Thousands of football fans gathered near Taegu stadium at the weekend hoping to snap up last-minute tickets for the group D showdown.
Nearly half of the tickets - put back on sale after the spectacle of conspicuously empty seats on television during the first week threatened to tarnish Asia's first World Cup - offered a restricted view of the pitch.
But KOWOC decided to make an exception to their rules and sell the seats - badly positioned behind television cameras or advertising boards - at a reduced rate.
"FIFA has handed over more than 7,000 tickets to KOWOC, and KOWOC will sell them on the day of the match at Taegu's box office first come, first served," KOWOC said in a statement.
KOWOC spokesman Chun Young-il told a news conference in the capital Seoul that two types of seats were on sale.
"Some 3,600 are normal seats and 3,400 are seats where visibility is hindered," he said.
The 7,000 tickets were due to be sold on the international market but were returned unsold. World governing body FIFA said it did not usually put the seats with a poor view on sale.
"This is a one-off for the time being," FIFA communications director Keith Cooper said in Seoul.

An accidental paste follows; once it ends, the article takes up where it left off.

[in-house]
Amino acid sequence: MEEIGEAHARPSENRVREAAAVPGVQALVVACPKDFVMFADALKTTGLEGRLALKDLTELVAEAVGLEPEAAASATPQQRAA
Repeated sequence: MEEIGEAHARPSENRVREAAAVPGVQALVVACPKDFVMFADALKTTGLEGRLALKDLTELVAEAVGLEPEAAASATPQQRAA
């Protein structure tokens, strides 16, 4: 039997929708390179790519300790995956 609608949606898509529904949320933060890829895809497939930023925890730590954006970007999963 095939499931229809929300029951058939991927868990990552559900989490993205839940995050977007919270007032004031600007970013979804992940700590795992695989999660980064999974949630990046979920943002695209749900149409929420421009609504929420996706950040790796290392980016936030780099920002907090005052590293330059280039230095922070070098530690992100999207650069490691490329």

Fighter jets and military helicopters flew low through the Taegu mountains in a post-September 11 show of security that included armed guards assigned to protect the U.S. team.
Hordes of fans, mostly clad in T-shirts in South Korean's red team color, hid from the sun inside tents and chanted songs as they waited for the stadium gates to open ahead of the match.
"Everybody is very excited about the game. People are hanging around the stadium, taking a lot of pictures and enjoying the atmosphere," said one of the U.S. supporters, computer programmer Eric Berker from Pennsylvania.
Both teams won their opening games and a win will put qualification in sight for the winner.
About 7,000 unsold tickets for the Poland-Portugal match, scheduled for 8:30 p.m., were also up for grabs at the South Korean host city of Chonju.
To try to resolve problems with ticket distribution, FIFA and KOWOC agreed last week FIFA would sell "high-demand" tickets over the Internet and all remaining last-minute tickets would be sold by KOWOC at box offices.
Problems with ticket deliveries and online ticket sales, as well as empty stadium seats in the first week of the month-long event, prompted co-hosts Japan and South Korea to voice fears the image of Asia's first World Cup had been damaged.
The World Cup final is scheduled to be played in Yokohama in Japan on June 30.
By Jason Neely